Exclusive: Hotel accommodation for unaccompanied children ‘at full capacity’ as advice says to accommodate more

The Home Office has run out of hotel space for unaccompanied asylum-seeking children (UASC) and halved the time councils have to move those already in hotels, amid concerns growing concerns about the shortage of adequate housing.

The Home Office is also increasing the share of unaccompanied child counsel that counsel must accept by 43%.

The department announced last week that it was accelerating the transfer of children from hotels into council care from ten working days to five, on the basis that it would ‘reduce the cost of accommodation by millions of pounds for the taxpayer UK and ensure that children get the care they need”. But LGC understands that there are no longer any Home Office-purchased hotel rooms available for unaccompanied children, making it imperative for children still in hotels to leave quickly.

Local Government Association chairman James Jamieson (Con) told members that government officials had said it was “due to unusually high arrival rates recently, current hotel accommodation is now at full capacity”.

Councils are expected to receive a communication from Home Office officials outlining the urgency of the situation, which an expert source described to the LGC as “truly dire”.

Push to move UASC from hotels creates ‘mismatch’

The Home Office has previously pledged to end the use of hotel accommodation for unaccompanied children, amid concerns about child trafficking. A report by the charity Every Child Protected Against Trafficking revealed last month that 1,606 children arrived in England alone between July 2021 and June 2022 and were placed in hotels by the Home Office, 45 of whom went missing.

But arrival rates are thought to far outstrip the capacity of councils to accommodate them. In the year ending June 2022, government figures show there were 4,896 asylum applications from unaccompanied children, a 30% increase from 2019, when 3,775 UASC have filed a request. In total, 11% of asylum applications are made by unaccompanied minors.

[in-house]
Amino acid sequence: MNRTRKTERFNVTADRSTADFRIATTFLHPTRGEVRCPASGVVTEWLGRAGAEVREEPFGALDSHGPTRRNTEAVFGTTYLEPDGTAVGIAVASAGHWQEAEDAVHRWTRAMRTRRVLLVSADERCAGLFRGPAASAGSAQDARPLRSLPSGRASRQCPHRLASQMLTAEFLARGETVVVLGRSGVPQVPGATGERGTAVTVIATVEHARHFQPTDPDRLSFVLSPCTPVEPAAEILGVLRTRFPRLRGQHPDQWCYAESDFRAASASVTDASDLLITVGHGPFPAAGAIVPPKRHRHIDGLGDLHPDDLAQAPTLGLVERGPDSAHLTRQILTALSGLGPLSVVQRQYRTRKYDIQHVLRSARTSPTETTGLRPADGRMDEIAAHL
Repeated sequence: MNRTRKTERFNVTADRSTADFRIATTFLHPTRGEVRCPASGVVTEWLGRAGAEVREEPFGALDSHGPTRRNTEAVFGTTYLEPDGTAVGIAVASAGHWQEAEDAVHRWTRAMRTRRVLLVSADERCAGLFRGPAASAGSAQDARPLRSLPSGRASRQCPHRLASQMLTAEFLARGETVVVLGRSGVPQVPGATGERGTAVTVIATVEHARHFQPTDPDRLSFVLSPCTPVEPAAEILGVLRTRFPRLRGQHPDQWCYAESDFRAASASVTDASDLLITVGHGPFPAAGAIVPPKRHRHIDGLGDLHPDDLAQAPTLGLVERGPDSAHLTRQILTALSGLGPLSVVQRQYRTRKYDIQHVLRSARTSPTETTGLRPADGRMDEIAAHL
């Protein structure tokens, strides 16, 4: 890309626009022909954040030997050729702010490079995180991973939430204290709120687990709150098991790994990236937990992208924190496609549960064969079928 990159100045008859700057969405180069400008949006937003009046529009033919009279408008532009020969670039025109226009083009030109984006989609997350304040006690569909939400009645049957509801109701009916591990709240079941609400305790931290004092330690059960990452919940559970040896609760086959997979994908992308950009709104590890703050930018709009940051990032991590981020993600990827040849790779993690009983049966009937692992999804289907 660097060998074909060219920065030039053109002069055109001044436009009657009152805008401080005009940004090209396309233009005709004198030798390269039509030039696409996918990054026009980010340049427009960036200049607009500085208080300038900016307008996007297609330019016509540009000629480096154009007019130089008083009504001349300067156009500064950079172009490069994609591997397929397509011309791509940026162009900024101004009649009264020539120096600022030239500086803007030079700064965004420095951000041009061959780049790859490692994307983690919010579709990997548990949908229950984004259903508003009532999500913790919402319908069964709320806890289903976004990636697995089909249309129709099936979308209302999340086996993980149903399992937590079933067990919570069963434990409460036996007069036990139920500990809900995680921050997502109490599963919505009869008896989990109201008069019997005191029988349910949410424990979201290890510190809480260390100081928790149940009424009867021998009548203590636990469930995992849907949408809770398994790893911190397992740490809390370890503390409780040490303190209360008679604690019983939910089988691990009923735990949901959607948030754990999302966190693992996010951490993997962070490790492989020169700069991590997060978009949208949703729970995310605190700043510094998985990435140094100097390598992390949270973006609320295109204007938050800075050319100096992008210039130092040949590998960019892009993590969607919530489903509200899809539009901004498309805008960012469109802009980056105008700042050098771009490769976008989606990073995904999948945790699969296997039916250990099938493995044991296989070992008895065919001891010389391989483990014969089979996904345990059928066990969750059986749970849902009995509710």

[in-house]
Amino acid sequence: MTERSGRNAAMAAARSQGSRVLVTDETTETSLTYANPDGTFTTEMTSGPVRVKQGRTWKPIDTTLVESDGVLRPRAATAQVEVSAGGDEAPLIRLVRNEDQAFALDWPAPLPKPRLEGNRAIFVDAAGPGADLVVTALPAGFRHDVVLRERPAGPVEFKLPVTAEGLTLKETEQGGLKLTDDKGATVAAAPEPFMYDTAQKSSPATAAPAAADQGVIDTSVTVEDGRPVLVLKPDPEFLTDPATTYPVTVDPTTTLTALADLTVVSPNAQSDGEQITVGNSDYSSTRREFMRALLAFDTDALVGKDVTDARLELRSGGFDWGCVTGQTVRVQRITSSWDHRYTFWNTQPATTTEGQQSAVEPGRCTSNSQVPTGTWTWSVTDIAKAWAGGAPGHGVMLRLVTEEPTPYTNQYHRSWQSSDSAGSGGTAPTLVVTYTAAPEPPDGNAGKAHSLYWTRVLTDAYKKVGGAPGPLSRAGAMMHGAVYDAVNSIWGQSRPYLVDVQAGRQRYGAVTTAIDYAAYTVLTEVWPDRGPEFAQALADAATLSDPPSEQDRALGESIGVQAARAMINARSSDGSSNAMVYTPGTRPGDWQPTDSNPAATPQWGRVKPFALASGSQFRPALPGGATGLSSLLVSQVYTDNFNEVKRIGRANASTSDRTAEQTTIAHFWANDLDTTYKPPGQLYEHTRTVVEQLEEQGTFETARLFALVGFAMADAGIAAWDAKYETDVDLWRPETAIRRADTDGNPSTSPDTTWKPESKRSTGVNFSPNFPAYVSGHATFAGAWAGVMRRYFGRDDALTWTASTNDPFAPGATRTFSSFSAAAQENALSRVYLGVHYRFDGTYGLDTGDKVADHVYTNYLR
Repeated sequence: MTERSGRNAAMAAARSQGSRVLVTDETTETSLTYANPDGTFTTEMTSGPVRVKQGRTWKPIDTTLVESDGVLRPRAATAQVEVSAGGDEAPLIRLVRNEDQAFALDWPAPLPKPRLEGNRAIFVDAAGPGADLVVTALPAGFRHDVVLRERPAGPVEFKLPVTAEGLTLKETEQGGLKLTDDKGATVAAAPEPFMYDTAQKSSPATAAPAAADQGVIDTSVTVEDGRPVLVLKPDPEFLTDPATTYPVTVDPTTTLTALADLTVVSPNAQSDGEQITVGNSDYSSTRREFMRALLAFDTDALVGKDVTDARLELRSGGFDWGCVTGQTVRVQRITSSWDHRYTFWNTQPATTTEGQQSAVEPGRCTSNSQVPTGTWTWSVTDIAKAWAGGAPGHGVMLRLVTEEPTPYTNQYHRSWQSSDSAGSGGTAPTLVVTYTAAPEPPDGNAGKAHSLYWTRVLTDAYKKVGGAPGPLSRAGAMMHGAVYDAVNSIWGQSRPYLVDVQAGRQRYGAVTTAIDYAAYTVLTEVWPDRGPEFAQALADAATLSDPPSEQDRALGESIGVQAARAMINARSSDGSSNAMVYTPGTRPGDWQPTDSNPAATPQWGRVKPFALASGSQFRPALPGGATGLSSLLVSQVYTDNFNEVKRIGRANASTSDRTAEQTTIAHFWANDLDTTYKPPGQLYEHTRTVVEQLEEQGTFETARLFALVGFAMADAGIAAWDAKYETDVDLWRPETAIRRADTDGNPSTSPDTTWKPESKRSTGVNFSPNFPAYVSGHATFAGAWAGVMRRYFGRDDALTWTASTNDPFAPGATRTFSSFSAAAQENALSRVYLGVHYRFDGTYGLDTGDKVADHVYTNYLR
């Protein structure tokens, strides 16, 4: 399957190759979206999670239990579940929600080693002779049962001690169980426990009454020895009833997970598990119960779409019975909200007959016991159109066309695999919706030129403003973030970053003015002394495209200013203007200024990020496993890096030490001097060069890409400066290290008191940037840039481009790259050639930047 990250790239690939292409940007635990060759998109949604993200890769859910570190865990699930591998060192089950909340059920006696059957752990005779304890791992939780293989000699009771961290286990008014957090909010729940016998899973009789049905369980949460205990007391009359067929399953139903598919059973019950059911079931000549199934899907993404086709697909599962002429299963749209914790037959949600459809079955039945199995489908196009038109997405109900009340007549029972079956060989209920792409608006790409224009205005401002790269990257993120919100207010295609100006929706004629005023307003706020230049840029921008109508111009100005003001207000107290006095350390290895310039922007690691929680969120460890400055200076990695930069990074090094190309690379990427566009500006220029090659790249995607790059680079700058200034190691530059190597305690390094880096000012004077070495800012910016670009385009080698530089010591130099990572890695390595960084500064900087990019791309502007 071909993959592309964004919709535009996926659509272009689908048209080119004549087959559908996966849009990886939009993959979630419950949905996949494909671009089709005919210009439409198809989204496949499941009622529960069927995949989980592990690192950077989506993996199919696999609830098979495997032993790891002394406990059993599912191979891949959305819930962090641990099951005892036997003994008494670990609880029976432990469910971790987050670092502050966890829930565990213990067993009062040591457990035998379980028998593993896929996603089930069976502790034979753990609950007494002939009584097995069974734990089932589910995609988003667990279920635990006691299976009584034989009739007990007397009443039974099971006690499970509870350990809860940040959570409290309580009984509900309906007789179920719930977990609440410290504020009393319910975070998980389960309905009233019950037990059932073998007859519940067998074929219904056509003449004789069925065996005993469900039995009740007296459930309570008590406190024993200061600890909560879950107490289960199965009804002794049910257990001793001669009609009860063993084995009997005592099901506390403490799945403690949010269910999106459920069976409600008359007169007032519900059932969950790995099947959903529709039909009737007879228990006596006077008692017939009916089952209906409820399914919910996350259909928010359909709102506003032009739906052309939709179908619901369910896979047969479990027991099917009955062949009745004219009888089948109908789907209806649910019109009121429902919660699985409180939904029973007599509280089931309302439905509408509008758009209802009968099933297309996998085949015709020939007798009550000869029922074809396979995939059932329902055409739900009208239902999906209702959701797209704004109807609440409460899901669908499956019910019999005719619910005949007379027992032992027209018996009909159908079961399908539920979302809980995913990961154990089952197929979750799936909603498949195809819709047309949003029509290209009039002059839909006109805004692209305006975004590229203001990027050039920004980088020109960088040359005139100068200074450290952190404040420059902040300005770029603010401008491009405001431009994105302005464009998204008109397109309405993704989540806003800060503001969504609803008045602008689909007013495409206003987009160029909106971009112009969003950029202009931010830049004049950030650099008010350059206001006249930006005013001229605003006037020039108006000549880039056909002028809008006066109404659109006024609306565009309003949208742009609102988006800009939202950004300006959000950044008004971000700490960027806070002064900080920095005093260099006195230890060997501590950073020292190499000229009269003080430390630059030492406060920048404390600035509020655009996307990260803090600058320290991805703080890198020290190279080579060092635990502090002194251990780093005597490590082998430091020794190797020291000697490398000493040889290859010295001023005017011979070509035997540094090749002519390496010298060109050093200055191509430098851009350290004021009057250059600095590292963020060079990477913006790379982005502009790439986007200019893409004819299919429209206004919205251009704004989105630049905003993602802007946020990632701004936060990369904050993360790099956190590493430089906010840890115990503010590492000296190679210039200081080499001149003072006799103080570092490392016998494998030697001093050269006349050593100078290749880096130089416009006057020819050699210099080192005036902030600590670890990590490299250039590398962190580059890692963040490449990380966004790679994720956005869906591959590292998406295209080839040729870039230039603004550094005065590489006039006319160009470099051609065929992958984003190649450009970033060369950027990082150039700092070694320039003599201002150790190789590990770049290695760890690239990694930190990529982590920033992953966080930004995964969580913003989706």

Steve Crocker, president of the Association of Directors of Children’s Services, warned that appropriate placements for unaccompanied children “simply don’t exist” and that the issue “requires urgent national attention”.

The councils are also supporting Afghan and Ukrainian families and adult asylum seekers more generally, and an increase in homelessness and children in need of care is also impacting the ability of local authorities to provide accommodation and support at the UASC.

The LGA has raised concerns with the government that the changes “do not address fundamental challenges limiting the number of UASC councils that can support”, Cllr Jamieson said.

A source with insight into the national program said there was “a big difference between having a placement available and having the right placement available”.

‘The government is working hard to get children out of hotels, but councils have a responsibility under the Children’s Act 1989 to place a child according to their needs – that’s what the Ofsted researches when it inspects an authority. There is a disconnect in what the government wants councils to do and what councils can do under the law.”

The source also pointed out that the councils continue to be responsible for the person seeking asylum until the age of 25.

Councils forced to take on larger share of UASC

The National Transfer Scheme (NTS), under which unaccompanied children are transferred from their point of arrival in the UK, was a voluntary scheme until the end of last year. The Home Office has made it mandatory to ease the pressure felt by Kent CC, Croydon LBC and some other councils to take on a higher share of unaccompanied children.